This recipe is similar to candied yams, and is a great use for pumpkin.In Mexico, candied pumpkins are often used on the family altars during Dia de los Muertos and after Halloween, all of the leftover pumpkins go on sale and it is the perfect time to enjoy the fall harvest. This recipe is also non-fat.

Ingredients for 4-6 People

  • 1 4-5 lbs pumpkin approx.
  • 8 cinnamon sticks
  • juice of 1 orange
  • 4 cups water
  • 2 lbs piloncillo (you can use brown sugar or raw sugar)


  1. Cut the pumpkin into medium (2½” to 3″ squares or triangles). Remove seeds and strings. With a sharp knife make diamond designs over the pulp
  2. Put the sugar in a pan with the cinnamon, orange juice, and water. Bring to a boil and stir until the piloncillo has dissolved.
  3. Place the first layer of pieces of pumpkin upside down so they absorb as much juice as possible. The second layer should be with the pulp upwards. Cover and simmer. When ready the top of the pumpkin pieces should look somewhat glazed, and the pulp soft and golden brown.
  4. Let cool and serve with the syrup. You can also add cold evaporated milk!  The flavors are enhanced after a few hours of refrigeration.
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Pan de Muerto Recipe

Pan De Muerto Recipe

Pan De Muerto Recipe

What is Pan De Muerto?

One of the more traditional dishes seen at Día de los Muertos celebrations is Pan de Muerto (Bread of the Dead). This traditional round loaf of bread has strips of dough rolled out and attached on top to represent bones and skulls. This bread is eaten and left on gravesites or on altars as part of the festivities.

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  • Starter
  • 1 lb. (450 grams; 4 scant cups) unbleached flour, plus extra for the bowl and working surface)
  • ½ oz. (15 grams; 1¼ tsp.) sea salt
  • 2 oz. (60 grams; ¼ cup sugar)
  • ~ Scant 1 ounce (25 grams; 3 scant Tbsp.) crumbled cake yeast or 1½ scant Tbsp. dry yeast
  • ½ cup (125 milliliters) plus 2 Tbsp. water
  • 3 large eggs, lightly beaten
  • ~ Unsalted butter, for greasing the bowl
  • Final dough
  • ½ lb. (225 grams; 1 cup) sugar
  • 7 oz. (200 grams; 14 Tbsp.) unsalted butter, softened, plus extra for greasing the baking sheets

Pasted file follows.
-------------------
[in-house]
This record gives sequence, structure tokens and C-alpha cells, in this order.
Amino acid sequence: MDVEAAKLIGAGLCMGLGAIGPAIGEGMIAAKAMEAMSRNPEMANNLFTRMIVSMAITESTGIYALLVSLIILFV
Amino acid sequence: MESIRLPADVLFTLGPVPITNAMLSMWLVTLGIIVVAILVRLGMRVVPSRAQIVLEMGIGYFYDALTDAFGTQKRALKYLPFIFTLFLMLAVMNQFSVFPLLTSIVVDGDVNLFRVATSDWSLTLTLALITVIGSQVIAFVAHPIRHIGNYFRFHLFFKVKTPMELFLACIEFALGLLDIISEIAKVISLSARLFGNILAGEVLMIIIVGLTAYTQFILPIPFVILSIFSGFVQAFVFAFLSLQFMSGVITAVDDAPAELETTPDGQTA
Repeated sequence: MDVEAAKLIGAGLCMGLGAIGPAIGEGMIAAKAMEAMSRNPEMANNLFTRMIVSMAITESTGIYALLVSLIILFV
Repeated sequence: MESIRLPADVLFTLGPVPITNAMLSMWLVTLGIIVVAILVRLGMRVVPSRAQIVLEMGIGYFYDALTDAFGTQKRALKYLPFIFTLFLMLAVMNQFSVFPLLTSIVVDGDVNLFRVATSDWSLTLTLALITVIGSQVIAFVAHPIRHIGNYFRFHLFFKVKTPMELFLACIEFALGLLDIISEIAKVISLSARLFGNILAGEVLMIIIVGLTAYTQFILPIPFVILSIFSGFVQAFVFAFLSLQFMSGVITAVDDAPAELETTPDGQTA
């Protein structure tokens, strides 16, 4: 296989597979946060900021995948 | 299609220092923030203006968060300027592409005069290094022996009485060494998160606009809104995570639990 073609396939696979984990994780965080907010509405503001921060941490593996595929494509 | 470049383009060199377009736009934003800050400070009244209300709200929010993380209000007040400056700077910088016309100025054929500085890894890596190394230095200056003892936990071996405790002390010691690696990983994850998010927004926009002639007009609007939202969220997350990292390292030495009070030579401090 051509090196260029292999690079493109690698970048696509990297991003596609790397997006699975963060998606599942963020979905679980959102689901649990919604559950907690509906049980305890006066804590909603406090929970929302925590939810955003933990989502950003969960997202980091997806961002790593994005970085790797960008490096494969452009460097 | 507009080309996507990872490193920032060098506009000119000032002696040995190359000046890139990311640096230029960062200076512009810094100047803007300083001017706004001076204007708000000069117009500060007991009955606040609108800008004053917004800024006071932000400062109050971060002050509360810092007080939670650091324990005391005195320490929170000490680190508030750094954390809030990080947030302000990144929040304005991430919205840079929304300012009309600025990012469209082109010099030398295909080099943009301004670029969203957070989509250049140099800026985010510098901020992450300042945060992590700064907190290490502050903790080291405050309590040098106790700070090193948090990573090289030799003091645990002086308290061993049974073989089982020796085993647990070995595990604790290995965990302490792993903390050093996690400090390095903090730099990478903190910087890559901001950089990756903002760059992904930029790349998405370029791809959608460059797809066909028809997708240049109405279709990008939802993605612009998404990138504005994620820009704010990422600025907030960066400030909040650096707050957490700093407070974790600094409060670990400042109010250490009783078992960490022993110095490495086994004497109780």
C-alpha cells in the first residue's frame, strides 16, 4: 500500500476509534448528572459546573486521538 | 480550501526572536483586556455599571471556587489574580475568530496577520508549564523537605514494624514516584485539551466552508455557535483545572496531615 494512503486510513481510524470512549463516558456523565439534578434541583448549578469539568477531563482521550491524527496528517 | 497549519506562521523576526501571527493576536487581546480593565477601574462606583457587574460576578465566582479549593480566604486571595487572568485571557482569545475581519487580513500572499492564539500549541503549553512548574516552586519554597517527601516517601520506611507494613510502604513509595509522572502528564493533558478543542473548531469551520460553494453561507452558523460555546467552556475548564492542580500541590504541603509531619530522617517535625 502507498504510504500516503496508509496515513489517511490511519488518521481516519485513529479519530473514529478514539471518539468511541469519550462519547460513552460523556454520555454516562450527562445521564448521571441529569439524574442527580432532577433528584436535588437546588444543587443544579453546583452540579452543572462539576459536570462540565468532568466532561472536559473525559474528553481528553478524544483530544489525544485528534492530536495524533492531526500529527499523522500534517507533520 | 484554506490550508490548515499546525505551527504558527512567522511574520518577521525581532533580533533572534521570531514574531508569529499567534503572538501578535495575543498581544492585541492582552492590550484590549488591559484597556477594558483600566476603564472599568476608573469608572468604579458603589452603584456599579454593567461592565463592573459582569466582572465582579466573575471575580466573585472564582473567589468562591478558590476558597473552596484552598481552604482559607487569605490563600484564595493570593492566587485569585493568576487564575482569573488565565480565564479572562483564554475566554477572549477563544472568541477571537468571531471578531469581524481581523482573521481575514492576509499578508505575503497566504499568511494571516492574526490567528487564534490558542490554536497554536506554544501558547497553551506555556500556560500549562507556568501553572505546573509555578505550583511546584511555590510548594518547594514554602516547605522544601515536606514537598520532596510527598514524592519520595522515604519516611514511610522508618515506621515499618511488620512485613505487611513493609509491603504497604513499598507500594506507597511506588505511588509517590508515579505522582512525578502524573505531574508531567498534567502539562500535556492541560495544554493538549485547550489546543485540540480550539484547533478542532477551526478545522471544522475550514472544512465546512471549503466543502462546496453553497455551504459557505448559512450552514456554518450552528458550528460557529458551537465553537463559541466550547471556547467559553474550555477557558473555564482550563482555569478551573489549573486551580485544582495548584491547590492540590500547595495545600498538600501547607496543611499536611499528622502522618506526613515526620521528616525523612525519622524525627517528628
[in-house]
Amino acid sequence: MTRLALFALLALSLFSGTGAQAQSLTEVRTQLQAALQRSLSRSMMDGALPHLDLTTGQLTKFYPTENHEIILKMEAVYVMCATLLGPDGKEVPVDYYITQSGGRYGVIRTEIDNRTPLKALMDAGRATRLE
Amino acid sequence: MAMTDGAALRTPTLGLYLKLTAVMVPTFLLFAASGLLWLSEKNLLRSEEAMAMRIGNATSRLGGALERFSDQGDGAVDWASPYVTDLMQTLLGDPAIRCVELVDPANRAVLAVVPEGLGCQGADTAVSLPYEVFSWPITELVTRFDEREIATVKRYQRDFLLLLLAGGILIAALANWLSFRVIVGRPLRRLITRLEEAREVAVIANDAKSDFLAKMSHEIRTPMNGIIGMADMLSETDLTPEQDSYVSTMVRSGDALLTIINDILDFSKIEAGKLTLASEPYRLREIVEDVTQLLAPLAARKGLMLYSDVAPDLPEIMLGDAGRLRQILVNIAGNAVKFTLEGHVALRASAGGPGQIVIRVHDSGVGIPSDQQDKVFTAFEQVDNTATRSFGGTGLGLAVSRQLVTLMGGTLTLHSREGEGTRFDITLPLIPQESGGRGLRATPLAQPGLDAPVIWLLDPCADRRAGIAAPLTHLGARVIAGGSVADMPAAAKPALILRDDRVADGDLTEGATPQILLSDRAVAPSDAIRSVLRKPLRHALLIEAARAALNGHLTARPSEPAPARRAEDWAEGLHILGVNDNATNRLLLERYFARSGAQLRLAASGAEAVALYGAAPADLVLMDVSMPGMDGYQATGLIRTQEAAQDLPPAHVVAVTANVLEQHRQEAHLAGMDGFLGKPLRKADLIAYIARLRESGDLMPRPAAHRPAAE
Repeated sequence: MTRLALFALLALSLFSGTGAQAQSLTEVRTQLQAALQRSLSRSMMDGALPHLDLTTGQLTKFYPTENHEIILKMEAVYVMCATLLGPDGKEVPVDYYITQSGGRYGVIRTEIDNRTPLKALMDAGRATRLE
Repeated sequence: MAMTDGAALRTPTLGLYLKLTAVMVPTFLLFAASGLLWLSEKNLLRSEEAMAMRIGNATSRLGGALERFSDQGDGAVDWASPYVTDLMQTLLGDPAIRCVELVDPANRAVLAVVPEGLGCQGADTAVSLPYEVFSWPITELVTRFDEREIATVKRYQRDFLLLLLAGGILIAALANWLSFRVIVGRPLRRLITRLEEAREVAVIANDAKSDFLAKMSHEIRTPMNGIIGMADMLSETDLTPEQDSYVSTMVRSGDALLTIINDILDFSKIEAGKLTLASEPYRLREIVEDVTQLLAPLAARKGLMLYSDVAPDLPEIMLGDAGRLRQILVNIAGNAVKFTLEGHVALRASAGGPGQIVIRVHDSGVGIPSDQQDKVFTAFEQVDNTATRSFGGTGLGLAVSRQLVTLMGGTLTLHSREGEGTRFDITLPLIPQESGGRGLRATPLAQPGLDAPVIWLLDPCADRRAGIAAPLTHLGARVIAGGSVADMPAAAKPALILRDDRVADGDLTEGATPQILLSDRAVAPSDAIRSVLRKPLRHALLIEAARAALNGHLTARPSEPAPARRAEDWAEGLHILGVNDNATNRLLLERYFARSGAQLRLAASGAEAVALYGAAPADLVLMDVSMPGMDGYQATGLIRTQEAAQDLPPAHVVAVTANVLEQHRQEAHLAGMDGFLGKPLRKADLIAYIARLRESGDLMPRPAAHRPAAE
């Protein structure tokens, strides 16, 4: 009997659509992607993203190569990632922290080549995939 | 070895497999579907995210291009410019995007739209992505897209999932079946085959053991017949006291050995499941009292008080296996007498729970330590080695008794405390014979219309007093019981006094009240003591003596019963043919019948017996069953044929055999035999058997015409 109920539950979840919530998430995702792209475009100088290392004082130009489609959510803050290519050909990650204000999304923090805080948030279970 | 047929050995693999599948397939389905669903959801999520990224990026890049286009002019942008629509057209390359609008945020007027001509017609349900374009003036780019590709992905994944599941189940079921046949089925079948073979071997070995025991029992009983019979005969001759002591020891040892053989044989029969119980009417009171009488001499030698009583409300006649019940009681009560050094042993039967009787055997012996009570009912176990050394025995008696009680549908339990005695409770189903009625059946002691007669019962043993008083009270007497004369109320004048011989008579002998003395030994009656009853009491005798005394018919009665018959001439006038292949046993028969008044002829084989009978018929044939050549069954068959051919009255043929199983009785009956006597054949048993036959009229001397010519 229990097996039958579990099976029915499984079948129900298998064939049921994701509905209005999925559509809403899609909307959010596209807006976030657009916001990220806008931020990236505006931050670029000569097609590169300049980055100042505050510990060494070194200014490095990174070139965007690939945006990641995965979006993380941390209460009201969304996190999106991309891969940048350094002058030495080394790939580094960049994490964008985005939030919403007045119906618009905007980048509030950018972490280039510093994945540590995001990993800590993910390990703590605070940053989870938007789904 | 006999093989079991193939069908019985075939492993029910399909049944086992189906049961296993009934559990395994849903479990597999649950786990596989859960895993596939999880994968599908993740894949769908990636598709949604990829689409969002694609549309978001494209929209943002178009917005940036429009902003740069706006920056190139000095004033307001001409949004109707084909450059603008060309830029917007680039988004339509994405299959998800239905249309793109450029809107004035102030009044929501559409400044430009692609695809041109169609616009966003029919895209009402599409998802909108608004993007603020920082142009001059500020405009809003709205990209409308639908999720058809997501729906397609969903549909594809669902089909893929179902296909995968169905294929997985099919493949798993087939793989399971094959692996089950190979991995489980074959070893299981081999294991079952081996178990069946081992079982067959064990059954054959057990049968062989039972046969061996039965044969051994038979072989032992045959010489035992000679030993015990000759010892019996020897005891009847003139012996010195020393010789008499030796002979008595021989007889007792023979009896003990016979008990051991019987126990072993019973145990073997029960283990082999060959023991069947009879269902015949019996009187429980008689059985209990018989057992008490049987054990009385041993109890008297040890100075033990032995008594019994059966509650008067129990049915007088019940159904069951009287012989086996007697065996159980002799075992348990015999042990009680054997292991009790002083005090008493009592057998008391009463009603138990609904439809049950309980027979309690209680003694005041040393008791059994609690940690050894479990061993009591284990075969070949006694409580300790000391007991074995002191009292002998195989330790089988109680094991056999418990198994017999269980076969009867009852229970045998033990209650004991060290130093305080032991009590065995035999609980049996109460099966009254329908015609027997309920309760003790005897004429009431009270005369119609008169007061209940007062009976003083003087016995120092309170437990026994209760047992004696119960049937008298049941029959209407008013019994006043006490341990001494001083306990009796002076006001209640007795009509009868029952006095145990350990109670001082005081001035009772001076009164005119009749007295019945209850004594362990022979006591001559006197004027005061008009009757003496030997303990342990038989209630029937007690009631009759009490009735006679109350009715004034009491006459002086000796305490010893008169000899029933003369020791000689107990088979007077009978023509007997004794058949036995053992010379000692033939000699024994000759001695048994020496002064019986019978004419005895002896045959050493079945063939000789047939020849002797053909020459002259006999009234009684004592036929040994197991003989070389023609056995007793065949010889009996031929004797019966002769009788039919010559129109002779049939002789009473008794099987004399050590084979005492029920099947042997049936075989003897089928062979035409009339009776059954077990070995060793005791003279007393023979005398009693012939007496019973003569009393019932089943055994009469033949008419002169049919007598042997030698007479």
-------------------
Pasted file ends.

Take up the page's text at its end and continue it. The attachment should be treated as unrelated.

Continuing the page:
• 1 lb. (450 grams; 4 scant cups) unbleached flour, plus extra for the board and bowl
  • 8 egg yolks, lightly beaten with 2 Tbsp. water
  • ¼ cup (65 milliliters) water, approximately
  • 1 tsp. orange-flower water and/or grated rind of 1 orange
  • Glaze
  • 4 egg yolks, lightly beaten
  • ¼ cup (65 milliliters) melted unsalted butter, approximately
  • ⅓ cup (85 milliliters) sugar, approximately


  1. Make the starter: Put the flour, salt, sugar, and yeast into the bowl of a stand mixer and gradually beat in the water and eggs. Continue beating until the dough forms a cohesive mass around the dough hook, about 5 minutes; it should be sticky, elastic, and shiny. Turn out onto a floured board and form into a round cushion shape. Butter and flour a clean bowl. Place the dough in it and cover with greased plastic wrap and a towel, and set aside in a warm place (ideally 70 degrees) until the dough doubles in volume, about 2 hours.
  2. Make the dough: Tear the starter into small pieces. Put the starter, sugar, and butter into a mixing bowl and mix well, gradually beating in the flour and egg yolks alternately. Beat in the water and flavoring — you should have a slightly sticky, smooth, shiny dough that just holds it shape (since eggs, flours, and climates differ, you may need to reduce or increase the liquid). Turn the dough out onto a lightly floured surface and form into a round cushion shape.
  3. Wash out the mixing bowl, butter and flour it, and replace the dough in it. Cover with greased plastic wrap and a towel, and set aside in a warm place (ideally 70 degrees) for about 1½ hours, until it almost doubles in size, or set aside overnight in the bottom of the refrigerator.
  4. Form the bread: Liberally grease 4 baking sheets. Bring the dough up to room temperature before attempting to work with it. Turn out onto a lightly floured board and divide the dough into two equal pieces. Set one aside for forming later.
  5. Take three-quarters of the dough and roll it into a smooth ball. Press it out to a circle about 8 inches in diameter — it should be about 1 inch thick. Press all around the edge to form a narrow ridge, like the brim of a hat, and transfer to one of the greased baking sheets. Cover loosely with greased plastic wrap and set aside in a warm place (about 70 degrees) to rise about half its size again, about 1 hour.
  6. Taking the remaining one-quarter of the dough, divide it into four equal parts. Roll one of the parts into a smooth ball. Roll the other three into strips about 8 inches long, forming knobs as you go for the “bones.” Transfer the four pieces to another greased tray, cover loosely with greased plastic wrap, and set aside to rise for about 1 hour.
  7. Repeat these steps to form the second bread with the other piece of dough that was set aside.
  8. Assemble the bread: At the end of the rising period, carefully place the strips of dough forming the “bones” across the main part of the bread, place the round ball in the middle to form the “skull,” and press your finger in hard to form the eye sockets. Brush the surface of the dough well with the beaten yolks.
  9. Bake the bread: Heat the oven to 375 degrees. When the oven is ready, bake the bread at the top of the oven until well browned and springy, about 15 to 20 minutes. Turn off the oven, open the door, and let the bread sit there for about 5 minutes more. Remove from the oven, brush with melted butter, and sprinkle well with sugar.


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Sugar Skulls Recipe

Sugar Skull Recipe

Sugar Skull Recipe

What are Sugar Skulls?